Investment fees are one of the most important factors to consider when it comes to successful investing. Understanding exactly what they are and why they are being applied can help you to future-proof your wealth and ensure a more comfortable retirement.
High fees can be detrimental to your portfolio, especially if charges are not transparent. Fees should be reviewed every few years to ensure that they are as low as possible and the portfolio is being given the best chance to grow. This may sound obvious but when it comes to investing many people focus on the portfolio’s performance and not the fees.
However, the performance is for the most part out of their control and dictated by capital markets and global events. Fees, on the other hand, are one of the few aspects they have control over. They should be looked at in the same way we look at insurance premiums, energy providers or phone networks, which is typically with very little brand loyalty and a strong cost vs value mindset.
Where fees are taken from
One of the biggest issues in the financial services industry is that historically fees have been structured in a complicated way, especially in the offshore market. Hidden fees are not uncommon and often charges are undisclosed, with financial sales people even suggesting there are no fees when they are actually receiving large commissions.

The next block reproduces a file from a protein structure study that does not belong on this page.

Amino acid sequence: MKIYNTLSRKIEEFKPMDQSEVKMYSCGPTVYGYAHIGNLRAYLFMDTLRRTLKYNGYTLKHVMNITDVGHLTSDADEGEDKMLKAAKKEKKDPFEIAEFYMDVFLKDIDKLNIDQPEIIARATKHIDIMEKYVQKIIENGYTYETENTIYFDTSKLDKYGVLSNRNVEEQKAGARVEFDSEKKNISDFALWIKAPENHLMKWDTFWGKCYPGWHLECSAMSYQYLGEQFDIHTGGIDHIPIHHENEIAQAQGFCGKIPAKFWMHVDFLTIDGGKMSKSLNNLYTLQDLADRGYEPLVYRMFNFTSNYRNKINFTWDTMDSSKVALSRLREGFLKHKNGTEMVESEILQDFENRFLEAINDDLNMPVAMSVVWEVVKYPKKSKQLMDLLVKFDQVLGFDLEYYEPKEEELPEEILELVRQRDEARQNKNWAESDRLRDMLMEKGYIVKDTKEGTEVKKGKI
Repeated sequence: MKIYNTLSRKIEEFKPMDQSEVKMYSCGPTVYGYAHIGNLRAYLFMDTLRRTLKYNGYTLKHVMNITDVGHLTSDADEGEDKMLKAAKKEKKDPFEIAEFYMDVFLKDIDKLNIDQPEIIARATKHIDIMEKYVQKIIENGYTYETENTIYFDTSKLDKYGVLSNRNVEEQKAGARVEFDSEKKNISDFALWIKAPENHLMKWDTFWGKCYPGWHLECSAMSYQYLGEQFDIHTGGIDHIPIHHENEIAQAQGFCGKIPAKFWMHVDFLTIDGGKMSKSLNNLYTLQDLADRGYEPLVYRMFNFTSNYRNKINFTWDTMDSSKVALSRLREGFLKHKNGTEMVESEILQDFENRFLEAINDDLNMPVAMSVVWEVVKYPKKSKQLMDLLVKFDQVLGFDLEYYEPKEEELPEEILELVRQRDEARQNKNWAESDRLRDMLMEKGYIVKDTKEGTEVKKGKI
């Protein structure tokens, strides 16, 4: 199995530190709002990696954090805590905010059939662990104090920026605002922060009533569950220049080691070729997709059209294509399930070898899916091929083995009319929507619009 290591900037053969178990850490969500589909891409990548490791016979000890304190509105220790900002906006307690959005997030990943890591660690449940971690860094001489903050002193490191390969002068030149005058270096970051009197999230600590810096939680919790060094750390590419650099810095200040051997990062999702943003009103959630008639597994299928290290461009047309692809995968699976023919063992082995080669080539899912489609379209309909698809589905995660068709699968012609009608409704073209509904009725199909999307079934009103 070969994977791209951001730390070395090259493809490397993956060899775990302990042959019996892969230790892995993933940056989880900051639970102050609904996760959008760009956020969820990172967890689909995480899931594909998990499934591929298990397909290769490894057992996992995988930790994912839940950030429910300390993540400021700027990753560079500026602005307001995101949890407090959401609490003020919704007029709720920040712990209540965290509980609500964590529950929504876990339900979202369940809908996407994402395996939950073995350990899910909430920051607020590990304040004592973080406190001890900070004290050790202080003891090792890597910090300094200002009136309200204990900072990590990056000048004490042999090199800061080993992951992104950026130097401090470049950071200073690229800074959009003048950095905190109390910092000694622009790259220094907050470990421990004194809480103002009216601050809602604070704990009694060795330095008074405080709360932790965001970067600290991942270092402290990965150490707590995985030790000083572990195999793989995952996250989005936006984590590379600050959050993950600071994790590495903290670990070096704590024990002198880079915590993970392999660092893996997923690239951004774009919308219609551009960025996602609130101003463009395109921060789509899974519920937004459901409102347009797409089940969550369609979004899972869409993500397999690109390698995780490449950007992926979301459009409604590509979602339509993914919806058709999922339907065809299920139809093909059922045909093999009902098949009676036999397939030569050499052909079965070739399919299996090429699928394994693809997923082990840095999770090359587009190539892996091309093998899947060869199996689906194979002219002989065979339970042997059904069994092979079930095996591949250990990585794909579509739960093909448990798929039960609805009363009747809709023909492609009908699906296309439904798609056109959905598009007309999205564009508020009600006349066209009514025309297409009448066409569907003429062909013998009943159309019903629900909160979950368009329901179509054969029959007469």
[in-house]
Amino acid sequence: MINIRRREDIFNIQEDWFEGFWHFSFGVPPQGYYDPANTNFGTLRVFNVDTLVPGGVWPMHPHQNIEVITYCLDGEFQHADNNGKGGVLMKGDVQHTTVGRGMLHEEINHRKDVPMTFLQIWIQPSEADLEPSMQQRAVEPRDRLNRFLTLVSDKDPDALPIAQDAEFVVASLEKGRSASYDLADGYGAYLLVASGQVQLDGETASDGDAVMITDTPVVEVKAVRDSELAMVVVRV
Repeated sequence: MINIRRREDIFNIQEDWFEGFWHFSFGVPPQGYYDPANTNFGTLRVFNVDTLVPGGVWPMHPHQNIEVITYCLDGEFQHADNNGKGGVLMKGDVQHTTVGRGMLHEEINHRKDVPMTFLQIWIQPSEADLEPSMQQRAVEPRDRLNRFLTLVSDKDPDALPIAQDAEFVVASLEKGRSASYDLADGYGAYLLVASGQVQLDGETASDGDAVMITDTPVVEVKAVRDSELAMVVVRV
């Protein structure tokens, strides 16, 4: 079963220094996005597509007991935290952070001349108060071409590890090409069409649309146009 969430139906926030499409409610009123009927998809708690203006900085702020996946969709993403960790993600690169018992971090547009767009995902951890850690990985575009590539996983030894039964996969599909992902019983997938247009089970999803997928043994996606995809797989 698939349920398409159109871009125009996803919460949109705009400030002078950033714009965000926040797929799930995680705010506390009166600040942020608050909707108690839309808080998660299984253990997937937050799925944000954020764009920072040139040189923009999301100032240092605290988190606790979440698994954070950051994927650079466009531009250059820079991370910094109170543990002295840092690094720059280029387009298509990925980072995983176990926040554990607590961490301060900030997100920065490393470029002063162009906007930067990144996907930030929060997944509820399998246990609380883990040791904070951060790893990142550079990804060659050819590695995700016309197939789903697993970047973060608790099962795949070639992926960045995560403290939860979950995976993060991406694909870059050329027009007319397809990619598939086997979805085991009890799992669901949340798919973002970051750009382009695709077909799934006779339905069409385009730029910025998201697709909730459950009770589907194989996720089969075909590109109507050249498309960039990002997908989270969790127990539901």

In more recent years the industry has progressed to a point where there is marginally more transparency, due in part to more rigorous regulation but also due to competition between advisors. So, let’s look at where fees usually come from:
There are three main layers of fees to consider:
1 – Advice fees
This is the amount that the advisory company is charging for their services. Typically this is 1% per annum.
2 – Platform charges
Portfolios are held within a brokerage platform of some sort. These platforms often charge an ongoing fee that ranges from 0.3 – 1%. Some platforms do not charge anything and only charge dealing costs which are incurred when you buy or sell an asset in your portfolio. Typically platforms that charge ongoing fees will also charge for dealing.
3 – Investment fees
Investment fees are incurred on the portfolio itself. If you buy a fund it will have a charge that pays for the management of that fund. ETFs are the cheapest as they are passively managed and often algorithmic, whereas managed funds will be more expensive as they have a team of analysts and a fund manager, who need to be paid, making the decisions.
Investment fees are typically the easiest place for fees to go unnoticed as the returns on a fund are shown net of all fees, rather than as two separate line items.
Advisors can monetise your portfolio for their own gain at any three of these points which is what we refer to as opaque fees or hidden fees. Their advice fees are usually transparent and sound fair, the disclosure often comes at the platform level and in the investment fees.
A good way to see this is by looking at share classes on funds. For example if we look at a well known managed fund such as Fundsmith, they offer three different share classes, T class, R class and I class.